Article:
What’s in a Word

In “Signifier,” there is a point in the text where the narrator is on the hood of the car with the “Guy”‘s friend and the Guy is standing in the treeline. “He was standing at the woods’ edge. He was looking at us like I don’t know what. Like, Fuck you two. Like, I will kill you two” (Steinberg 55-56). What is interesting about this scene is the fact that it takes place inside of a story entitled “Signifier.” In thinking along the lines Ferdinand de Saussure’s work on semiology and the role of the signifier and the signified, along with W.J.T. Mitchell’s work on iconic, indexical, and symbolic representations, this scene is doing a lot within that framework that ties together with Barthes.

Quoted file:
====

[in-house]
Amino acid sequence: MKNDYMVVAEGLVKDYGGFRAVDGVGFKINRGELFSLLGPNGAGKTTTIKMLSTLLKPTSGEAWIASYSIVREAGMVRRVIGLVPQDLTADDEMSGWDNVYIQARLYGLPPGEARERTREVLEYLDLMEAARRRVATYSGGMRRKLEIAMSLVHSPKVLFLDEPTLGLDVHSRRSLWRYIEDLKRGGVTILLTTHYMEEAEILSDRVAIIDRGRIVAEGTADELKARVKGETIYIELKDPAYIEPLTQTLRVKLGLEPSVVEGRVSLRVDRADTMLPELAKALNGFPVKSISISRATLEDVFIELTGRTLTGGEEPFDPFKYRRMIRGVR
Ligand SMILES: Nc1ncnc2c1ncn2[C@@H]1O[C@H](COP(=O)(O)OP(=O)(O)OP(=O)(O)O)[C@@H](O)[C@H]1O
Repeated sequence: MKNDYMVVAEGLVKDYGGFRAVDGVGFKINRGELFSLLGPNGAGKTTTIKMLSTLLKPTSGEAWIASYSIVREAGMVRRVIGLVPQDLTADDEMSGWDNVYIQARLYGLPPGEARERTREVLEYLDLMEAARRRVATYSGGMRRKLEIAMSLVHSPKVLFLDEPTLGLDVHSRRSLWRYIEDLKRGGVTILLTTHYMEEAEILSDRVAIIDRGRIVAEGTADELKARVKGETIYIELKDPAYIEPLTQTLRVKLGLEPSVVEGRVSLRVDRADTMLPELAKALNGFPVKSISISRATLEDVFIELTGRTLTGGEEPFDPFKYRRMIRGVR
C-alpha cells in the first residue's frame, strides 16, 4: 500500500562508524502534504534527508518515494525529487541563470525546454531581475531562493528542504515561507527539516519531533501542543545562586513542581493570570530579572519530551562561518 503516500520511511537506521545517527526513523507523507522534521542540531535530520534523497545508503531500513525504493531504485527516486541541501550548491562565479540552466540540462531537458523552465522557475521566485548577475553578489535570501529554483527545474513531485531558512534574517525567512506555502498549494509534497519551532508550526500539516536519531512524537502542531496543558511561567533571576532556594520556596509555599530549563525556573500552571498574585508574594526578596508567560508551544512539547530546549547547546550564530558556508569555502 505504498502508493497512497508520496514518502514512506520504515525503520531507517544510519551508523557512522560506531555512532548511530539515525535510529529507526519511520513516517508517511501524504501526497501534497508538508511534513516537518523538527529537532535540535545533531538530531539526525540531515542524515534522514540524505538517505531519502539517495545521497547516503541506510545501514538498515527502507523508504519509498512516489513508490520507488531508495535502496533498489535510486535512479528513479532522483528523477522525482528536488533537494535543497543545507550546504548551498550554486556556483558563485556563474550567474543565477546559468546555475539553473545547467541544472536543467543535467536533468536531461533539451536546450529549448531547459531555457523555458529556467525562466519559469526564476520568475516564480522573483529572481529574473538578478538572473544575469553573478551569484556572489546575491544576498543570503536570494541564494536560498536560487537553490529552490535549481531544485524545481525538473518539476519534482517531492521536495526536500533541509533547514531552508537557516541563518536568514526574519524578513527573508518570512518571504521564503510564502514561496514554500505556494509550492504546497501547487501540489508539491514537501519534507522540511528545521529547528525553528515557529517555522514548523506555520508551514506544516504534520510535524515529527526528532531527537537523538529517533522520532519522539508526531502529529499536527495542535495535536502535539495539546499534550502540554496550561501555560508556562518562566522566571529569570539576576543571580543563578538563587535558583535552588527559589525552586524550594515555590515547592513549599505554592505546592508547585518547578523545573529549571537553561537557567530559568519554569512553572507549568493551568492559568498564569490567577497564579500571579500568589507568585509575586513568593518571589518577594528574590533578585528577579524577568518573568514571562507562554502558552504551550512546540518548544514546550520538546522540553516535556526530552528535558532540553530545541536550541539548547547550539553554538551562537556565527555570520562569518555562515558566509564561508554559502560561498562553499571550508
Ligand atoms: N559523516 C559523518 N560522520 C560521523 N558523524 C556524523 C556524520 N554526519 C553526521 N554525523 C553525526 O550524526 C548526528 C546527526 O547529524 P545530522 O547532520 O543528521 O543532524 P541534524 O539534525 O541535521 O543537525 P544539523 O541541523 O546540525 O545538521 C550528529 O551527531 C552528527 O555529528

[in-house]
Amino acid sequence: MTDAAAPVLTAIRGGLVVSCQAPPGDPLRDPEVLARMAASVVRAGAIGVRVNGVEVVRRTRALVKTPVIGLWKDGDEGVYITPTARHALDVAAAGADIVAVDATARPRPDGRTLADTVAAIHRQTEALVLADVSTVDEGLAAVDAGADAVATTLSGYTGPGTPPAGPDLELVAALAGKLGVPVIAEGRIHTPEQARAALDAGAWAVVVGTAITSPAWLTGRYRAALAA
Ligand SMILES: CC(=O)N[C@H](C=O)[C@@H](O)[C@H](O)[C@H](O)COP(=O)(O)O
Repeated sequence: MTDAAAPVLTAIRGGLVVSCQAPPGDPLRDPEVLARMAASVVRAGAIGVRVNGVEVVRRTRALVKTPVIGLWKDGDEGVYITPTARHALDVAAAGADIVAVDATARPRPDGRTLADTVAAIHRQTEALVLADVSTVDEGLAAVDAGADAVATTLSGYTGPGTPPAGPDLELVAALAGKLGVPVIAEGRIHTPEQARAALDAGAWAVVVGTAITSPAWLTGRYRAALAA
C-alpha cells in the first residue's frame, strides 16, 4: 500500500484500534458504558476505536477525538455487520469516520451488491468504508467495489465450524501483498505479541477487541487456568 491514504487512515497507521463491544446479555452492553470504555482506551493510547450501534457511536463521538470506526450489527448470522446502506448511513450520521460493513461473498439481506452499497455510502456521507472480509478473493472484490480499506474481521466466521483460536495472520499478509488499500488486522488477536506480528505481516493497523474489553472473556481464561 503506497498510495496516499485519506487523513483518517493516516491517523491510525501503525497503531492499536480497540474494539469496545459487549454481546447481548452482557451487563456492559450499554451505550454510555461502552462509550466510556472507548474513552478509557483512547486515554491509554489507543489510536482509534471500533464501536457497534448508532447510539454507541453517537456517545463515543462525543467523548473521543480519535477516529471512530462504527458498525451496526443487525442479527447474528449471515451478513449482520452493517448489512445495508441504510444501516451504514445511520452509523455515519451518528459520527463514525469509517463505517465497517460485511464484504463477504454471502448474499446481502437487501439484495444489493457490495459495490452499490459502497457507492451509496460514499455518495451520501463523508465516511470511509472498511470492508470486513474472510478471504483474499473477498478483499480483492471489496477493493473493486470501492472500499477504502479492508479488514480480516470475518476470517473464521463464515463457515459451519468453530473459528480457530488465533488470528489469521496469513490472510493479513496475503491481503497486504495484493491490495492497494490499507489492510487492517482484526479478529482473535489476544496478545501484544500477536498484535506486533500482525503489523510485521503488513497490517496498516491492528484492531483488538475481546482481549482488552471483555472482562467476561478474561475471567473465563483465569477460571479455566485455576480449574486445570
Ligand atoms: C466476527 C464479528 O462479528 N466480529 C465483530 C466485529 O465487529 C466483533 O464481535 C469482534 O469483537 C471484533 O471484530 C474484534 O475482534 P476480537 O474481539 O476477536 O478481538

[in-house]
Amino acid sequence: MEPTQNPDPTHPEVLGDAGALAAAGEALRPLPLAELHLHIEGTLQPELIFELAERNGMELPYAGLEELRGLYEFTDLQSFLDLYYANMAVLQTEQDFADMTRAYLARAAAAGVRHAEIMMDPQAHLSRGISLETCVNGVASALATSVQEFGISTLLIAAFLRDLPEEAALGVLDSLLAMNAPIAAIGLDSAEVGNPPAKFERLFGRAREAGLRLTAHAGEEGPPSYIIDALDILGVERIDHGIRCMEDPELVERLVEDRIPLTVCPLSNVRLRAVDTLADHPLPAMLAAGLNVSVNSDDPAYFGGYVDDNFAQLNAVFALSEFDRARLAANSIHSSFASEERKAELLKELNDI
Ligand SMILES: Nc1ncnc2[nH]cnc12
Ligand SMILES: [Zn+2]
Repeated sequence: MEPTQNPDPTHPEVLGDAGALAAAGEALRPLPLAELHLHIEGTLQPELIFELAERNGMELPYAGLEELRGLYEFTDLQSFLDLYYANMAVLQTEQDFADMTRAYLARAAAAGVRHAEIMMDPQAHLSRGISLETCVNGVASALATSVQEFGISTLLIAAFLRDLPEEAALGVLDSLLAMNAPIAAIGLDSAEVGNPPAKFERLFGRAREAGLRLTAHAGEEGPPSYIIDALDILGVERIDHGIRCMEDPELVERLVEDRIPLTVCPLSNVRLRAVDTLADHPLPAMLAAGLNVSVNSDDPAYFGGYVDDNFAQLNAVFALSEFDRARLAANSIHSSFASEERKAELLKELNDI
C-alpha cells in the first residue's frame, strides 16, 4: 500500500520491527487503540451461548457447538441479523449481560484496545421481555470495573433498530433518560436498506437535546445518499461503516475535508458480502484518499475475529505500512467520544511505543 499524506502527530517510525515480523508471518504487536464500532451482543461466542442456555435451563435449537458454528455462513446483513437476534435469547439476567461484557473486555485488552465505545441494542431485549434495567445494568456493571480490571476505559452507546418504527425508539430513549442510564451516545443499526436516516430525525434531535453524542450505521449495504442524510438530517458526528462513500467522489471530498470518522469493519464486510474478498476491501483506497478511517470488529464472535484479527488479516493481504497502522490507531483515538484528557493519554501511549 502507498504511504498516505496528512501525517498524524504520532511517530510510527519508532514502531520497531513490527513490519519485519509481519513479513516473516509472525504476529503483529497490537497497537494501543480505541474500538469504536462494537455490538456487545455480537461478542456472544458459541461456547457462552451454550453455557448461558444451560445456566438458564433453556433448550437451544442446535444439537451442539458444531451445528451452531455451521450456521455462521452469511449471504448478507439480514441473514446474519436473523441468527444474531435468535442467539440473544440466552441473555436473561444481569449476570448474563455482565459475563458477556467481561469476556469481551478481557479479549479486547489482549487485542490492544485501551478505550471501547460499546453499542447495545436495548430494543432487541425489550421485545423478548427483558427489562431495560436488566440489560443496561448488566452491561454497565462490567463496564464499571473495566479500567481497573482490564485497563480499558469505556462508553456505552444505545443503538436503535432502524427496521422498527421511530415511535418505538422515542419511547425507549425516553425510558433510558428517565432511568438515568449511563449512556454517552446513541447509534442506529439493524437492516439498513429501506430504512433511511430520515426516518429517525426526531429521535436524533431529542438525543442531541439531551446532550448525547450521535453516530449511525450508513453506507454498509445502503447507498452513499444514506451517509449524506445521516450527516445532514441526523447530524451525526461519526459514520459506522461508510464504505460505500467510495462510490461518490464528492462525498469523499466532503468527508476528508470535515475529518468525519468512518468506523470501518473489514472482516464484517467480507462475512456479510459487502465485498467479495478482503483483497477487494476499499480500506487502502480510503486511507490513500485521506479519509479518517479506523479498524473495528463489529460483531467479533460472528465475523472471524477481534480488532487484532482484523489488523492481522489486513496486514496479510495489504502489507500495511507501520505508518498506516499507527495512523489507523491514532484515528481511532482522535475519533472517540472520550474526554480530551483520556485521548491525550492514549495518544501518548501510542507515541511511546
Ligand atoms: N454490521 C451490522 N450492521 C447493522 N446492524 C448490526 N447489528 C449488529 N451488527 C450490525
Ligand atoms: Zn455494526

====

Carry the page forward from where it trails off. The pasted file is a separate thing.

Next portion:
In regards to the Barthes essay and our class discussion on the meaningfulness/less of words, I found it interesting when thinking, how do we define words? How do we define what our love for someone is? In my thinking, it appears that we define our love for someone by listing what it is that we do for that person and with that person. Words’ meanings come from the actions associated with them. In this scene from “Signifier,” Steinberg operates with her narrative in this way. Because, as we have noted, this text deals so much with the expressionless aspects of life, it is fitting that this story is called “Signifier,” as everything about Spectacle is operating in hopes of reaching the purely signified (that which can only be represented). So, in the story, the “friend” and the narrator on the car is an action which the narrator is unable to signify, while the “guy” standing in the woods is impossibly signified with the narrator’s attempts at signifying it: “Like, Fuck you two. Like, I will kill you two” (Steinberg 56).

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